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PE Curriculum

Our PE Intention

At Brudenell Primary School, we aim to provide a Physical Education curriculum that ensures every child has the opportunity to develop the physical confidence and competence to enjoy being physically active. We aim for our children to leave Primary Education with physical literacy in a variety of areas which will subsequently give them the choice to decide which activities they would like to participate in later in life. We also strive to give the children at Brudenell Primary School an experience in Physical Education that will lead to life-long physical activity. 

 

Our curriculum offers a wide and varied range of opportunities for physical activity that allow the children to undertake competitive, individual and team-based sports which widen their experience of ‘sport’. We aim to facilitate competitive opportunities both within school and with other local schools; giving the children a perspective of understanding the values of competition, being part of a team and to be able to both win and lose respectfully. It is also important that our children lead, reflect on and evaluate their experiences of Physical Education and therefore we offer all of our children these opportunities in their school life. These skills give our children the understanding of what it is like to have responsibility, to show respect for rules and brings the added challenge of organisation, communication and teamwork. We hope that all these opportunities will help our children to develop into well-rounded and balanced individuals, with a passion for sport and physical activity, all set for life's challenges. 

Our PE Implementation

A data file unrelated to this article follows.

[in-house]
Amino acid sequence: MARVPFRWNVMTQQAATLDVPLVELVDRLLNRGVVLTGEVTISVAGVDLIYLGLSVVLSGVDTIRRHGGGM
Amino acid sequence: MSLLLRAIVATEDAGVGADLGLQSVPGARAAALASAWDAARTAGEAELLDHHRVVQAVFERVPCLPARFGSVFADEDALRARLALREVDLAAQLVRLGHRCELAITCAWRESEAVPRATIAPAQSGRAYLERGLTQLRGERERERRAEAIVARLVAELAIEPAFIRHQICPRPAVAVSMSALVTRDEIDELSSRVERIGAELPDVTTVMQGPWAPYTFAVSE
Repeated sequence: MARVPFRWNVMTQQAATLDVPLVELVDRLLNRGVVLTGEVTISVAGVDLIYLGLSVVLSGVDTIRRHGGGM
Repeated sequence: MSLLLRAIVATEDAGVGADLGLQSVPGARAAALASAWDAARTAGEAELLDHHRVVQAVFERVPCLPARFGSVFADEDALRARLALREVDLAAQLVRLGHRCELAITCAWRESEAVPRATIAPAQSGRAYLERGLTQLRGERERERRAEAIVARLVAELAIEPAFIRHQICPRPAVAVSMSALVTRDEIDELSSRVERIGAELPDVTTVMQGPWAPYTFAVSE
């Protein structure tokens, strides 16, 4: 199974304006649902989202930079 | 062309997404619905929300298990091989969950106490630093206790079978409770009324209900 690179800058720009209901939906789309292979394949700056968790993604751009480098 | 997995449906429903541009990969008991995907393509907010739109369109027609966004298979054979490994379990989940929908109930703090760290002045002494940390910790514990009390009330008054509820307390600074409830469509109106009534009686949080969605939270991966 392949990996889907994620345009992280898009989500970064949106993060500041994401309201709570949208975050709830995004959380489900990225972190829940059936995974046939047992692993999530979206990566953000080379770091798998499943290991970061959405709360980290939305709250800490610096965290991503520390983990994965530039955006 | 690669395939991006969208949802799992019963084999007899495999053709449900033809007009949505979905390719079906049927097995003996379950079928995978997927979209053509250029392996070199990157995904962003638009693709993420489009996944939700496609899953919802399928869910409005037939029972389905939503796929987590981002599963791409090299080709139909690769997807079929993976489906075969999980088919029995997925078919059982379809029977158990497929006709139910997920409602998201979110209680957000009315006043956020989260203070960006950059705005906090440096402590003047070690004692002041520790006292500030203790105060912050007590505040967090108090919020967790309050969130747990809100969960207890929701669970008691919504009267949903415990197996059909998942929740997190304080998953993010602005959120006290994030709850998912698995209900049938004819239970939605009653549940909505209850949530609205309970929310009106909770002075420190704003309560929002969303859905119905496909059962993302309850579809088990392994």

Time on activity 

Time on activity is essential when learning new skills, developing mindset and honing interpersonal skills.  Unfortunately, teacher-led input can be as high as 70% in some PE lessons, which takes away from this activity-based learning. 

To develop and master skills children must be able to try, fail, repeat and refine.  Teacher intervention should be only when necessary and to the pupils who need it.  Avoid at all costs stopping the class and sitting them down to labour a point. 

Aim for 20% teacher speak and 80% activity time.  A few ways to help you achieve this are: 

  • Only stopping small groups at a time and allowing others to continue play/participate in activity 
  • ‘Stop, stand still’ – make your point and allow the class/group/individual to continue, there is no need to stop everyone and sit them down 
  • Peer review with small groups or pairs rather than the whole class watching and feeding back, its more effective 

Learning activities are differentiated 

In a good PE lesson, all children are working towards the same outcome, how they achieve this is through effective differentiation. A good PE lesson can be differentiated by using the STEP method.  If we change the Space, Task, Equipment or People involved in an activity, it can increase the chances of success for those taking part. 

Pupils are making progress 

Children are improving.  Improvement does not just mean becoming physically more proficient but also meeting other areas of the national curriculum outcomes such as engaging in competition, working well with others and developing a deeper understanding of healthy active lifestyles. What does progress in PE look like? Pupils are performing against a SC.  It is important to consider what  this SC may look like over an activity,  a lesson and longer term.  Pupils must be aware of how they can make progress and describe and show this to others. 

Pupils can link learning 

A good PE lesson means that pupils can draw links to things they have previously learnt; which does not mean that they can reiterate what they discovered the last lesson, but can draw parallels in more sophisticated ways. 

Linking learning could mean making comparisons between activities such as discussing an aspect of defending in gameplay in both netball and football.  Or another example, children can suggest that they could develop their work in dance by trying a concept that worked in gymnastics.   

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